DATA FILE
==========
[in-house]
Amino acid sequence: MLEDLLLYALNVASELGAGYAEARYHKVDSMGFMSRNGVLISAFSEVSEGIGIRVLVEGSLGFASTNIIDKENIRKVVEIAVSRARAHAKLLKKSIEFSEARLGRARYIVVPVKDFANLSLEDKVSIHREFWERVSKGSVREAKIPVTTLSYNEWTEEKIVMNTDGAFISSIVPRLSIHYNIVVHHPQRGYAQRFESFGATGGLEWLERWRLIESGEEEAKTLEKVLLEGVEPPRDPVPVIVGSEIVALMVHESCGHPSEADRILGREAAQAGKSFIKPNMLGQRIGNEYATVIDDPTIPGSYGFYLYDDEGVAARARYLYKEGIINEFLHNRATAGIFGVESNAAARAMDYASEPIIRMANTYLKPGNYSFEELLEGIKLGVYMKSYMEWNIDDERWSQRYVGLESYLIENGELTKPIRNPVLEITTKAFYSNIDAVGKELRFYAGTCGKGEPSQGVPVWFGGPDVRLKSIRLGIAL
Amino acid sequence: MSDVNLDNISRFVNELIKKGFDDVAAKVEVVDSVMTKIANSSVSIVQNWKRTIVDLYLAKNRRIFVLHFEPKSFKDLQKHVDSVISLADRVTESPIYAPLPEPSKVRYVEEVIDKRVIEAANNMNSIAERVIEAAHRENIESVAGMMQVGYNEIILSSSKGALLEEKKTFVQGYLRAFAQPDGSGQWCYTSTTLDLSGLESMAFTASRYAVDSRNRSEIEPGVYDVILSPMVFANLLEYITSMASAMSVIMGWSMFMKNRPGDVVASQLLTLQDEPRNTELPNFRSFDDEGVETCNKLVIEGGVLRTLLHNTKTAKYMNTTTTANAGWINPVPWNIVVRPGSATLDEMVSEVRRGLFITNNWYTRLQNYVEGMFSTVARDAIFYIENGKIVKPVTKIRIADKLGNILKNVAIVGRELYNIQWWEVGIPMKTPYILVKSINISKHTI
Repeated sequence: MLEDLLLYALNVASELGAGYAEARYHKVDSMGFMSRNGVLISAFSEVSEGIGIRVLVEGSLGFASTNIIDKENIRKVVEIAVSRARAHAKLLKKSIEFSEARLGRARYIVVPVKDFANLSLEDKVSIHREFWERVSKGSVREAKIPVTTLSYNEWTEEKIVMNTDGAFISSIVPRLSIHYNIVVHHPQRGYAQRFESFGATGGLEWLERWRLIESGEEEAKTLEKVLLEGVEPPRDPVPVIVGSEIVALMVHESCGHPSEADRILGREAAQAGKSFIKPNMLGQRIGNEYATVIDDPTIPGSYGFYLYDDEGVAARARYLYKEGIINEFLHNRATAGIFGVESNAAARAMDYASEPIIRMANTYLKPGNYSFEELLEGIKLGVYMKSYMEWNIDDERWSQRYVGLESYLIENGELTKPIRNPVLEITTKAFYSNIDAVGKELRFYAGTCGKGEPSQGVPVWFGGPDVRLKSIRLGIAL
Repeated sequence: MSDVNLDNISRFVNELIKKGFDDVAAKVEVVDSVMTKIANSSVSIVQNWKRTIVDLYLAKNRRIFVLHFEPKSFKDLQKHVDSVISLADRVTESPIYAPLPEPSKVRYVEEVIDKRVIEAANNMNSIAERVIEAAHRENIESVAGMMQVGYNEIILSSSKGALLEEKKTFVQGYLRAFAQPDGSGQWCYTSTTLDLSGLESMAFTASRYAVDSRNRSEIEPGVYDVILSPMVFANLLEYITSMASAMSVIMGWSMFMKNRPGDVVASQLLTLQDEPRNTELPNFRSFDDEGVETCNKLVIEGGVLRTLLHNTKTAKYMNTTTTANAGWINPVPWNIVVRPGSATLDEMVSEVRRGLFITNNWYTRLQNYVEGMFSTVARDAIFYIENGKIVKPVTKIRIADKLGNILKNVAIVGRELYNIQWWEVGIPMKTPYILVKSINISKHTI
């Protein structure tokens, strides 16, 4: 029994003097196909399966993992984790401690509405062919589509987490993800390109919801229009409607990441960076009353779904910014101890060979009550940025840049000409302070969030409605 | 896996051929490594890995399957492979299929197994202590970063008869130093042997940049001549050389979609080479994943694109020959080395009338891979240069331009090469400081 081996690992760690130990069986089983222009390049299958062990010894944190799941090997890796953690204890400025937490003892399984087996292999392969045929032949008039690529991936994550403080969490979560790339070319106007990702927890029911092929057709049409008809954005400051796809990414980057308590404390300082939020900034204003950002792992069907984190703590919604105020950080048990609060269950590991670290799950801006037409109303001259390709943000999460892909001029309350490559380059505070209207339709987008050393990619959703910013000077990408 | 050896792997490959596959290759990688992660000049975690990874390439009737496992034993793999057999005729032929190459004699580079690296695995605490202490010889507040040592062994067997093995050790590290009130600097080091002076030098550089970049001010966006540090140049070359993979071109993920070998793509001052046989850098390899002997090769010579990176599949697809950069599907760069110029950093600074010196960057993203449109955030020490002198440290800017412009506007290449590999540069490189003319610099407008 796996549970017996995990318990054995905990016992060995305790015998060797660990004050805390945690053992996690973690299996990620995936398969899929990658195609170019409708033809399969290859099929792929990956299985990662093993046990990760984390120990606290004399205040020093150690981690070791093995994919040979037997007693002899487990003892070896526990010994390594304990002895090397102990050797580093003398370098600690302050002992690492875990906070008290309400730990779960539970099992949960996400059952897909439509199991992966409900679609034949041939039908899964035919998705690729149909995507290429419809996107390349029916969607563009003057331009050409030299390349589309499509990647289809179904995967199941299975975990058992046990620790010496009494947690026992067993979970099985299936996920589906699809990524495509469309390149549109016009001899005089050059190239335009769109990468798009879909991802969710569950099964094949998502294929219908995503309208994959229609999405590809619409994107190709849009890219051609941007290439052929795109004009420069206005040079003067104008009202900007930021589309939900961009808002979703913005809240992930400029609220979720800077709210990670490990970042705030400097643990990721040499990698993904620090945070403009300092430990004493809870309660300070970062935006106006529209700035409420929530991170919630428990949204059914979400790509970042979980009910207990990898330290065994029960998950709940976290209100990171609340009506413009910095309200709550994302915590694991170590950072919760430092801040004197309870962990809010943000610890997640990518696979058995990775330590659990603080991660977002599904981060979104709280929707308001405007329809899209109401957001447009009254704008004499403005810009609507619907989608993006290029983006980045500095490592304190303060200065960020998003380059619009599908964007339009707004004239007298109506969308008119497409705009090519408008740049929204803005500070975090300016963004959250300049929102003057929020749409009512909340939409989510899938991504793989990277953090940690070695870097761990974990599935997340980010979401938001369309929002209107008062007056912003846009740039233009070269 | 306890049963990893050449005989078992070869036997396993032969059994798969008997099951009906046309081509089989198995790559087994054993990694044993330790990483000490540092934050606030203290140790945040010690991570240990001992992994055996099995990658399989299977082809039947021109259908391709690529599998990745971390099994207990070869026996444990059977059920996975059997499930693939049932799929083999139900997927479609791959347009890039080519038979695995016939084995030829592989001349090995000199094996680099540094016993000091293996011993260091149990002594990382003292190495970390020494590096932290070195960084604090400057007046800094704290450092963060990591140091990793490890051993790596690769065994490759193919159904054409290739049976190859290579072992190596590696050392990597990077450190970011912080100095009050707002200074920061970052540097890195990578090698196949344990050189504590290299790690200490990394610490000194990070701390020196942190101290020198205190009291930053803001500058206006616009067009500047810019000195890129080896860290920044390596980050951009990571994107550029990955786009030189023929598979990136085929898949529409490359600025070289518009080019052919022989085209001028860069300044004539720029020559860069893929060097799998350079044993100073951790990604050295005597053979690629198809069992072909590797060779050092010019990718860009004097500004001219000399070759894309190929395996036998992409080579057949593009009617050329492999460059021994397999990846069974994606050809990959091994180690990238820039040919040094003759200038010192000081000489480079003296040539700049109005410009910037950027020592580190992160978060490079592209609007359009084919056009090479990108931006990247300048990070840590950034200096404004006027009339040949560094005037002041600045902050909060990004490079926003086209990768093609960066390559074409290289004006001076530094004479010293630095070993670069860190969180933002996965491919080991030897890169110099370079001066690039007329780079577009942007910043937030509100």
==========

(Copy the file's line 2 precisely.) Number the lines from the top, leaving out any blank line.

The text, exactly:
Amino acid sequence: MLEDLLLYALNVASELGAGYAEARYHKVDSMGFMSRNGVLISAFSEVSEGIGIRVLVEGSLGFASTNIIDKENIRKVVEIAVSRARAHAKLLKKSIEFSEARLGRARYIVVPVKDFANLSLEDKVSIHREFWERVSKGSVREAKIPVTTLSYNEWTEEKIVMNTDGAFISSIVPRLSIHYNIVVHHPQRGYAQRFESFGATGGLEWLERWRLIESGEEEAKTLEKVLLEGVEPPRDPVPVIVGSEIVALMVHESCGHPSEADRILGREAAQAGKSFIKPNMLGQRIGNEYATVIDDPTIPGSYGFYLYDDEGVAARARYLYKEGIINEFLHNRATAGIFGVESNAAARAMDYASEPIIRMANTYLKPGNYSFEELLEGIKLGVYMKSYMEWNIDDERWSQRYVGLESYLIENGELTKPIRNPVLEITTKAFYSNIDAVGKELRFYAGTCGKGEPSQGVPVWFGGPDVRLKSIRLGIAL